Pop Goes the Library

Using Pop Culture to Make Libraries Better.

by Sophie Brookover, Liz Burns, Melissa Rabey, Susan Quinn, John Klima, Carlie Webber, Karen Corday, and Eli Neiburger. We're librarians. We're pop culture mavens. We're Pop Culture Librarians.

2009-10-31

Internet Librarian 2009

As you know, I went to Internet Librarian 2009 and presented on Pop Culture.

So, how'd I do?

I will be posting here about IL2009, and tweeted at my Twitter/LizB account with the hashtag #il2009; in the meanwhile, here are what other people have to say about the presentation.

Oh, and in one instance -- you can see and hear me talk about the book, Pop Goes the Library!

Video by Elise J. Brown, Degrees of Shining Vlog, it's Internet Librarian 2009 - Seen & Heard - Day 1, Part 2. I'm about three and a half minutes in.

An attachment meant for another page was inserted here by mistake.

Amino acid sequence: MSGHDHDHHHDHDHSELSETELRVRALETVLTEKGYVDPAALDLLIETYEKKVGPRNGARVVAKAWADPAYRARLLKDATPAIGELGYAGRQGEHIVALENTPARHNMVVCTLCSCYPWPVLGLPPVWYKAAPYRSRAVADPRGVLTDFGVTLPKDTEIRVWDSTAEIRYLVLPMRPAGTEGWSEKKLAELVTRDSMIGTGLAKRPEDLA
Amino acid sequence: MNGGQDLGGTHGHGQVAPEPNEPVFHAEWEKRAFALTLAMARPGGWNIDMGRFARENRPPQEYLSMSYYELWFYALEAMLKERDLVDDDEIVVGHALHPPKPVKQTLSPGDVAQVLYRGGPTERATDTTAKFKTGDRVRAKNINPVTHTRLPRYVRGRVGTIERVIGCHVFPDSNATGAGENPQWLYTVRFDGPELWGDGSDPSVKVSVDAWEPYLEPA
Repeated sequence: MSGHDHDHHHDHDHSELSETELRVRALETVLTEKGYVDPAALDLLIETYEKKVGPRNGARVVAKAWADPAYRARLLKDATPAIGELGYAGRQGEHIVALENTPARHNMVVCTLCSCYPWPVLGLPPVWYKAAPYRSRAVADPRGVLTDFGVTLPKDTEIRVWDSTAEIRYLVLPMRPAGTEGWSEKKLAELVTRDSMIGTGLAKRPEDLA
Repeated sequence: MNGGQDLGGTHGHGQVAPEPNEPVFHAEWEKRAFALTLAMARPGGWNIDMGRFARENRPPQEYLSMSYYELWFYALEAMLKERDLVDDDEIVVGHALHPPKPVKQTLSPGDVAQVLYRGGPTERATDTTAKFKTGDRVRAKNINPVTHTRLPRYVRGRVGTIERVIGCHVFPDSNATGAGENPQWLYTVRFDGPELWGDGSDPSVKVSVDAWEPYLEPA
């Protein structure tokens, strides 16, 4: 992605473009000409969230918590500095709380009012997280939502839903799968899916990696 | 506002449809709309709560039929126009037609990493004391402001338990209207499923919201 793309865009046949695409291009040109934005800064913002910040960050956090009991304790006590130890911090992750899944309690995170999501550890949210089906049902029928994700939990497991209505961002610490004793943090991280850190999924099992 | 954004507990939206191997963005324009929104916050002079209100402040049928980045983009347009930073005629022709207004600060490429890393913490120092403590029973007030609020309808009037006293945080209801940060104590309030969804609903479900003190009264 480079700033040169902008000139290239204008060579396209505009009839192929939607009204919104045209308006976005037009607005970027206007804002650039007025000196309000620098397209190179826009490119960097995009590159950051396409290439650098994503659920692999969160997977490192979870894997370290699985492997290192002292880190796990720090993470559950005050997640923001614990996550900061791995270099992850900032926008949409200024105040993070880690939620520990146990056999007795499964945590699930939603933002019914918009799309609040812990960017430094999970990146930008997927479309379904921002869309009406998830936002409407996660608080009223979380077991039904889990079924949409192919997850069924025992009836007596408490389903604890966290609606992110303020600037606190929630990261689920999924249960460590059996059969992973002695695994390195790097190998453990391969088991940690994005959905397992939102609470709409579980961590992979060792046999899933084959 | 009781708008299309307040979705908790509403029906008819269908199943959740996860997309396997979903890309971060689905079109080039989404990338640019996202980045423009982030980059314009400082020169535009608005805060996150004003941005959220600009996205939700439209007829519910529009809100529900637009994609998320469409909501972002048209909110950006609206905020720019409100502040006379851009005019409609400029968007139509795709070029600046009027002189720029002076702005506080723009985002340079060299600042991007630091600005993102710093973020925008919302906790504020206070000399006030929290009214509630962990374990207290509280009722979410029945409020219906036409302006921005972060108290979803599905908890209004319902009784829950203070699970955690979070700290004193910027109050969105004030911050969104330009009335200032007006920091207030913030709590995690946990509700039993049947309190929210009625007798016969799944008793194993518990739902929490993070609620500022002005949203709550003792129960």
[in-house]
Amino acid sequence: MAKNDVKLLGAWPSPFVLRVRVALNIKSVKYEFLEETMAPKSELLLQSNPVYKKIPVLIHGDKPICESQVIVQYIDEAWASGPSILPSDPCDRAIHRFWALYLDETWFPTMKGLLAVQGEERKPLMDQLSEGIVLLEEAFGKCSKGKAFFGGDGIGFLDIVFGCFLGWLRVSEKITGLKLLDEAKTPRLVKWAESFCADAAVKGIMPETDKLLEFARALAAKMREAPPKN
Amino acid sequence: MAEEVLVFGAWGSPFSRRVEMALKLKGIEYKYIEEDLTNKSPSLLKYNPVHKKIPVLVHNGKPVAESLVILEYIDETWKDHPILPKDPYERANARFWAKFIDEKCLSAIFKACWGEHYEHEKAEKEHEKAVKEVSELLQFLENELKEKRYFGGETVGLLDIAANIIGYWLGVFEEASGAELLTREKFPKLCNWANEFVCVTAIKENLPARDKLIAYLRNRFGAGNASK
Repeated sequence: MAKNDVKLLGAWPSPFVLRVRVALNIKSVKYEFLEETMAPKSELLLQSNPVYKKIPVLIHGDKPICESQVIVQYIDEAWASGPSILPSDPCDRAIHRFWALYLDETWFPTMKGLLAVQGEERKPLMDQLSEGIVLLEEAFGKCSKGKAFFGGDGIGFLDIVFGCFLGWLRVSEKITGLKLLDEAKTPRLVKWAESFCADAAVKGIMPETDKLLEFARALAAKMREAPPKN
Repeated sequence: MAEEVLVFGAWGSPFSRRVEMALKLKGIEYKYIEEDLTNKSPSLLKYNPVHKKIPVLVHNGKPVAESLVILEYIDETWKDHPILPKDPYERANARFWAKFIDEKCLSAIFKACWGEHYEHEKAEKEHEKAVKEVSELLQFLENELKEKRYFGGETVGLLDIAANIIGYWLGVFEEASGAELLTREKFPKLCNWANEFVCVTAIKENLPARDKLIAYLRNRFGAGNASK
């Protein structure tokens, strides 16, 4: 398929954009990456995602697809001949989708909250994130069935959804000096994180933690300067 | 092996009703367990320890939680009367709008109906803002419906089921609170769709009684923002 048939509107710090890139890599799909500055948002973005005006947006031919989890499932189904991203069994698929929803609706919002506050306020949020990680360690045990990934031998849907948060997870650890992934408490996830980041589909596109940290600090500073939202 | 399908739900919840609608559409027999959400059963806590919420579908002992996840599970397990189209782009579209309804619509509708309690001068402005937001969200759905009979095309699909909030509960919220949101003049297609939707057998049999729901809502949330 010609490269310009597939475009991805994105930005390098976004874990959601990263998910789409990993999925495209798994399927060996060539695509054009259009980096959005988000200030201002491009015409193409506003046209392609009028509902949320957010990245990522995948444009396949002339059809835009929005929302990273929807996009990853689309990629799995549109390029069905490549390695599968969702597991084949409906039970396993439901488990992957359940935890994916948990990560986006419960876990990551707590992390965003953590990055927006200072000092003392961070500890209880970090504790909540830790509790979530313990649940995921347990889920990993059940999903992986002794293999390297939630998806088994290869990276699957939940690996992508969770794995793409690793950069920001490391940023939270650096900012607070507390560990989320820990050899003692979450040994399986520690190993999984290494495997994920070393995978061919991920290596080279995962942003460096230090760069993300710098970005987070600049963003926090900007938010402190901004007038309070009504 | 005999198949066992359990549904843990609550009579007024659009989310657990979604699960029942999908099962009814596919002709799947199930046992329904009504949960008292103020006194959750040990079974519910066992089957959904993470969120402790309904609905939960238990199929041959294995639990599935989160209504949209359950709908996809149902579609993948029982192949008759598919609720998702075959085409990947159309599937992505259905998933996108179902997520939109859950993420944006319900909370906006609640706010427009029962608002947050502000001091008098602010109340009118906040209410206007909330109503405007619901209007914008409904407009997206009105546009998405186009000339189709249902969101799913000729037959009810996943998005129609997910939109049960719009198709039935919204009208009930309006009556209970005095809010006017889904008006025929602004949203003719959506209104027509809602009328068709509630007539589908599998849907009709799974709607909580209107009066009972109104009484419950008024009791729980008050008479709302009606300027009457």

The Librarian in Black posted, IL2009: Technology: The Engine Driving Pop-Culture-Savvy Libraries or Source of Information Overload. As you may remember, I had the privilege of presenting with Sarah Houghton-Jan;, the Librarian in Black; she was Source of Information Overload.

Washington State Library posted Internet Librarian, Day 4 – Wednesday, Oct 28 2009 – #IL2009.

Eclectic Librarian posted IL2009: Technology: The Engine Driving Pop Culture-Savvy Libraries or Source of Overload?

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2009-10-28

RIP, Ray Browne

Ray Browne, who is credited with making popular culture into an academic field, has passed away. Beginning in 1973, when he founded the Department of Popular Culture at Bowling Green State University, he did much to encourage the study of popular culture.

Obituary from the New York Times

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2009-10-23

Pop Goes the Library at Internet Librarian

Are you going to the Internet Librarian 2009 Conference?